David Jones, artist and poet (1895-1974) begins his PREFACE TO THE ANATHEMATA :

'I have made a heap of all that I could find.' (1) So wrote Nennius, or whoever composed the introductory matter to Historia Brittonum. He speaks of an 'inward wound' which was caused by the fear that certain things dear to him 'should be like smoke dissipated'. Further, he says, 'not trusting my own learning, which is none at all, but partly from writings and monuments of the ancient inhabitants of Britain, partly from the annals of the Romans and the chronicles of the sacred fathers, Isidore, Hieronymous, Prosper, Eusebius and from the histories of the Scots and Saxons although our enemies . . . I have lispingly put together this . . . about past transactions, that [this material] might not be trodden under foot'. (2)

(1) The actual words are coacervavi omne quod inveni, and occur in Prologue 2 to the Historia.
(2) Quoted from the translation of Prologue 1. See The Works of Gildas and Nennius, J.A.Giles, London 1841.

25 February 2015

The Times they are a-changin'

Tired of watching others read The Times while you wait and wait and wait your turn? 

Why not have your Gentleman's Club install wifi, then catch up on bLOGOS/HA HA while you wait.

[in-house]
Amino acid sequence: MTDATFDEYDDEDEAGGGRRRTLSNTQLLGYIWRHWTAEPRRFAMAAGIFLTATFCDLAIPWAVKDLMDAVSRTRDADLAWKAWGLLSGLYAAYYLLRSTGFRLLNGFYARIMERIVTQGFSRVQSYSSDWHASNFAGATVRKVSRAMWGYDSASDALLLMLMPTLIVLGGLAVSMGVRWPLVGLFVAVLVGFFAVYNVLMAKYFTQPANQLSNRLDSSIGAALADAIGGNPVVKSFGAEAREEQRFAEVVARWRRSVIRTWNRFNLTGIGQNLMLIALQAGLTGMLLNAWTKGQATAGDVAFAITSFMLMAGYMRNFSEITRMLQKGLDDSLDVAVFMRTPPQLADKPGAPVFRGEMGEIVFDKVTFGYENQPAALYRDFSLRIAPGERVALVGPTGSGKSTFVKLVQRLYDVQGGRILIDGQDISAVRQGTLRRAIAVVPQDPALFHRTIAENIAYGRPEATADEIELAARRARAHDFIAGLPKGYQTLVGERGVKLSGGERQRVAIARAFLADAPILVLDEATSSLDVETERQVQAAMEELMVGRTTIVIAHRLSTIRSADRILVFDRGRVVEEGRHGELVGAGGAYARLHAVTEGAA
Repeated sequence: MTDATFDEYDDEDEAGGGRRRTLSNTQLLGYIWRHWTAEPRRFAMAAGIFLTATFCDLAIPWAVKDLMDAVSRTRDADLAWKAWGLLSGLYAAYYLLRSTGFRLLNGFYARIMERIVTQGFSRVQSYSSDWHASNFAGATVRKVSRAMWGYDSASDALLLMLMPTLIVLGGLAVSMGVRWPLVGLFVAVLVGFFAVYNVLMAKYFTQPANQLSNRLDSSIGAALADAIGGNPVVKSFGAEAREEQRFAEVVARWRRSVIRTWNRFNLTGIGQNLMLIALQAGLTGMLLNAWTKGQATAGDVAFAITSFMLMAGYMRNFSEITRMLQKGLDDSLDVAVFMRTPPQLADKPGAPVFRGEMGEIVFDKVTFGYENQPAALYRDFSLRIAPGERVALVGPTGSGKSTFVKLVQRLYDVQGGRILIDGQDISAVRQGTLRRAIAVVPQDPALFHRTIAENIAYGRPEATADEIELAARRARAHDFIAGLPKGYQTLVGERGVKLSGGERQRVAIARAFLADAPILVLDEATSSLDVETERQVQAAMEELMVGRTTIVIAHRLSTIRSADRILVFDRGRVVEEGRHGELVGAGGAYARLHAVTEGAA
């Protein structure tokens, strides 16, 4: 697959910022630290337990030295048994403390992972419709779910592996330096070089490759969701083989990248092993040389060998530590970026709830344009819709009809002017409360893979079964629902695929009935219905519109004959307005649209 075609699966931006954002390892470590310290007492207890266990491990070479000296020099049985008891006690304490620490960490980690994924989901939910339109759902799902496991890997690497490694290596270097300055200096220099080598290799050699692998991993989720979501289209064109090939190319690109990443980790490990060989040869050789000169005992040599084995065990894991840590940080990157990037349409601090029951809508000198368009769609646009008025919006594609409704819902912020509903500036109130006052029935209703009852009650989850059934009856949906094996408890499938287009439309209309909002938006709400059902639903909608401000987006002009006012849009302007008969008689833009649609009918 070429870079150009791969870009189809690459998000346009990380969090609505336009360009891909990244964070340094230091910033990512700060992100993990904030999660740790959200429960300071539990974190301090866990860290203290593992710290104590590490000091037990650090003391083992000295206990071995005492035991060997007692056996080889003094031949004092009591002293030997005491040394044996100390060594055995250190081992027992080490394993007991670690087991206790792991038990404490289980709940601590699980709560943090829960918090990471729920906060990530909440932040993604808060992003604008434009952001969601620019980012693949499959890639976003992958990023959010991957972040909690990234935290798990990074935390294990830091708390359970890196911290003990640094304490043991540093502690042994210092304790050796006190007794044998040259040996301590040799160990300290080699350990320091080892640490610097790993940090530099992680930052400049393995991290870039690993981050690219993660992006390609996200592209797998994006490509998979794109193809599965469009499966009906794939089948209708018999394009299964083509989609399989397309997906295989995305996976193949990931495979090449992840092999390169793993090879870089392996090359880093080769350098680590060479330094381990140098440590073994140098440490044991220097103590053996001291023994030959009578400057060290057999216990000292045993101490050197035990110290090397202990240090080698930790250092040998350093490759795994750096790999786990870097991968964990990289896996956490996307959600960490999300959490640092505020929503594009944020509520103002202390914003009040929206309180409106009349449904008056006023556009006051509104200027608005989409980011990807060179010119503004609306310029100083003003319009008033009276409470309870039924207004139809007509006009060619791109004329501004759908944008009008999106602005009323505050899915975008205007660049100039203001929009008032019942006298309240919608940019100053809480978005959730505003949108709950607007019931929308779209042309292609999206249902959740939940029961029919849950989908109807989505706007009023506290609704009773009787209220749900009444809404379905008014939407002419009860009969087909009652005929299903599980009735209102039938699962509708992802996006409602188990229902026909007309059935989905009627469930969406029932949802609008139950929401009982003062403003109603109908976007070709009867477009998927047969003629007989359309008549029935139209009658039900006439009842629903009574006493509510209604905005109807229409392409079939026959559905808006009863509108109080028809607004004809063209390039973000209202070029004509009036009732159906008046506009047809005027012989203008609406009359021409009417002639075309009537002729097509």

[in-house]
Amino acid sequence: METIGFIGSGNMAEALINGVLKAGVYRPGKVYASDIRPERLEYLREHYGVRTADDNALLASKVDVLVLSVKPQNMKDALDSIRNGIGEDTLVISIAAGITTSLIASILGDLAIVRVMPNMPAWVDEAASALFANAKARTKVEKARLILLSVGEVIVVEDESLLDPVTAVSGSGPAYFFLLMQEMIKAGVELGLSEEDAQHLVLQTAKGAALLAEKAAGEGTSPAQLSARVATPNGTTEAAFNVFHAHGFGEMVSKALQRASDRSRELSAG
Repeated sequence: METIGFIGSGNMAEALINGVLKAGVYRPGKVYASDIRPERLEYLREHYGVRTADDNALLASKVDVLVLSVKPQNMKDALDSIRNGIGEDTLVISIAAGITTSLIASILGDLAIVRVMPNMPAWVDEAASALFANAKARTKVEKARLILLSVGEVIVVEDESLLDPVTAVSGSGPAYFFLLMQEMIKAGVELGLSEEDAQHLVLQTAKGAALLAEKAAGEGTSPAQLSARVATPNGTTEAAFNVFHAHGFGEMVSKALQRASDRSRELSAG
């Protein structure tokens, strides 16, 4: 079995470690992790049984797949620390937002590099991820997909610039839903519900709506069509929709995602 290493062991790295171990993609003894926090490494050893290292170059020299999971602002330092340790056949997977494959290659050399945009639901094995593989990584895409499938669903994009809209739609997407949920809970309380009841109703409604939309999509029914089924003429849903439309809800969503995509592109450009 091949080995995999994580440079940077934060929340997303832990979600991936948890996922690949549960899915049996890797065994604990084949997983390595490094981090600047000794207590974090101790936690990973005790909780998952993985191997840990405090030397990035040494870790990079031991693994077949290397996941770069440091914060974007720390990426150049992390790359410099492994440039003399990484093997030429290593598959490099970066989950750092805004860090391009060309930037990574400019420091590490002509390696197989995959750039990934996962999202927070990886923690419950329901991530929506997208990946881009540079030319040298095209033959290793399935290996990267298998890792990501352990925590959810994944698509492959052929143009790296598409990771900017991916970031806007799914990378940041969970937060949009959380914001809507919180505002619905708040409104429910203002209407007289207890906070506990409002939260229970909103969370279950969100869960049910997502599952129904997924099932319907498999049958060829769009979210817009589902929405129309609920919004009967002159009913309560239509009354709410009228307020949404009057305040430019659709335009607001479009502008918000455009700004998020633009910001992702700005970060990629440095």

This 1831 performance of 'Waiting for The Times' for Theatre of the Actors of Regard long precedes the artlife of Gilbert & George. It is recorded here by the artist Benjamin Robert Haydon*. 

Theatre of the Actors of Regard  
A Person Looks At A Work Of Art/
someone looks at something...

*You might recall the impecunious and constantly unhappy Haydon in the film 'Mr Turner'. In one scene, we saw him upset that his 'A Sicilian Ass' has been installed in the back room of the Royal Academy. The following sequence extracts are from Mike Leigh's screenplay here :

In the ante-room we are looking at a painting of a donkey. 

PICKERSGILL : Can you explain your rendition? 
HAYDON : It needs no explanation, sir. ‘Tis our Redeemer’s conveyance into Jerusalem, plain as day. 
PICKERSGILL : Blasphemy! 
(Turner has returned.)
TURNER: You faring well, Mr. Haydon? 
HAYDON : This will be the finish of me! (He storms out.)
TURNER : Fifty pounds! 

Turner shakes his head, and shares the moment with Soane, who is adjacent. 
Haydon marches into the main gallery. He goes up to Leslie, who is standing with Eastlake and Callcott...

PICKERSGILL : Haydon, can I point out that I too hang in the inferior chamber?
HAYDON : I care not for your work, sir. I care not a fig.
PICKERSGILL : At least my work does not represent self-portrait as ass. 

SHEE : Mr. Pickersgill...! 
HAYDON Give me those... 
(Haydon knocks Pickersgill’s hat off. A general struggle ensues.)
HAYDON : Unhand me!
SHEE : Remove this man!
HAYDON (shouting) : You swines! You swines! 

Turner quietly leaves the gallery.